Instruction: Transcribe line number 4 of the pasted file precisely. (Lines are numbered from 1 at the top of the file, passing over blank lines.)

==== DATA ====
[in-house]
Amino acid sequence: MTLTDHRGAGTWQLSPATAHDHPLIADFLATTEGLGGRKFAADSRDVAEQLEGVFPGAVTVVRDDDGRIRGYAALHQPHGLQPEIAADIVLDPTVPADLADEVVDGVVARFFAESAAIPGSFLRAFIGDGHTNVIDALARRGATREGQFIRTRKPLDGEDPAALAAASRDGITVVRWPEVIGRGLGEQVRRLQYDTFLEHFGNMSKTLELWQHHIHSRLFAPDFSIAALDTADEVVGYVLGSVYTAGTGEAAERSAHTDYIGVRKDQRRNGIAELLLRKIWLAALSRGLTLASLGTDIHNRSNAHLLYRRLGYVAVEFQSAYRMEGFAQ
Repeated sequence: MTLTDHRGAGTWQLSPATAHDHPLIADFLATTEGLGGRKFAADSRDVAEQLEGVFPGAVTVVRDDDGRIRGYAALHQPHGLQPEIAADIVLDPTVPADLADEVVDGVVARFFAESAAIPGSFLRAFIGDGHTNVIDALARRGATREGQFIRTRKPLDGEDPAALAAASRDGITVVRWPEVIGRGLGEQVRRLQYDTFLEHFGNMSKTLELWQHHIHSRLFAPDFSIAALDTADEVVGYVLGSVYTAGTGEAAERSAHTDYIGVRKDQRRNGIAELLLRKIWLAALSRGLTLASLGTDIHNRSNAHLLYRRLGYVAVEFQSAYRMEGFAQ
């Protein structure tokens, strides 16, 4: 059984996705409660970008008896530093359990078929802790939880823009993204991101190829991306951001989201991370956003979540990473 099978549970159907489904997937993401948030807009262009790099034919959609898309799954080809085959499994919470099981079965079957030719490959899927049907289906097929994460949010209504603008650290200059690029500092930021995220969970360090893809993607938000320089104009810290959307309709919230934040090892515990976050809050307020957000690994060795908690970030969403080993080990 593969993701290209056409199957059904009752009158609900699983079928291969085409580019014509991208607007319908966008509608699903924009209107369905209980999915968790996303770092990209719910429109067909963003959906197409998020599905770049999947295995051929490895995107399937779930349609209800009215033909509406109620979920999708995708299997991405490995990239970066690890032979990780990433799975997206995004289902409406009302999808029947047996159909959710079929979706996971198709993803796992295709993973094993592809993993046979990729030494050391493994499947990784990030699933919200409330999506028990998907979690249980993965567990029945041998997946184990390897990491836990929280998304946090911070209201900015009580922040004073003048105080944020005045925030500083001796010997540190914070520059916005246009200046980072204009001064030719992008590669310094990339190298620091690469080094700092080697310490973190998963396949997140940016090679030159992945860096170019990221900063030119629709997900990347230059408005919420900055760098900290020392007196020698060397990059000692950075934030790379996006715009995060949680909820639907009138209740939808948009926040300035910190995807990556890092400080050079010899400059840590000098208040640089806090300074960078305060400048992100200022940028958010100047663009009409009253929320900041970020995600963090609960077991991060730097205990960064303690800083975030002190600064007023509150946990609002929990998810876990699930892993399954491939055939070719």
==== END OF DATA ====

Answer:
């Protein structure tokens, strides 16, 4: 059984996705409660970008008896530093359990078929802790939880823009993204991101190829991306951001989201991370956003979540990473 099978549970159907489904997937993401948030807009262009790099034919959609898309799954080809085959499994919470099981079965079957030719490959899927049907289906097929994460949010209504603008650290200059690029500092930021995220969970360090893809993607938000320089104009810290959307309709919230934040090892515990976050809050307020957000690994060795908690970030969403080993080990 593969993701290209056409199957059904009752009158609900699983079928291969085409580019014509991208607007319908966008509608699903924009209107369905209980999915968790996303770092990209719910429109067909963003959906197409998020599905770049999947295995051929490895995107399937779930349609209800009215033909509406109620979920999708995708299997991405490995990239970066690890032979990780990433799975997206995004289902409406009302999808029947047996159909959710079929979706996971198709993803796992295709993973094993592809993993046979990729030494050391493994499947990784990030699933919200409330999506028990998907979690249980993965567990029945041998997946184990390897990491836990929280998304946090911070209201900015009580922040004073003048105080944020005045925030500083001796010997540190914070520059916005246009200046980072204009001064030719992008590669310094990339190298620091690469080094700092080697310490973190998963396949997140940016090679030159992945860096170019990221900063030119629709997900990347230059408005919420900055760098900290020392007196020698060397990059000692950075934030790379996006715009995060949680909820639907009138209740939808948009926040300035910190995807990556890092400080050079010899400059840590000098208040640089806090300074960078305060400048992100200022940028958010100047663009009409009253929320900041970020995600963090609960077991991060730097205990960064303690800083975030002190600064007023509150946990609002929990998810876990699930892993399954491939055939070719």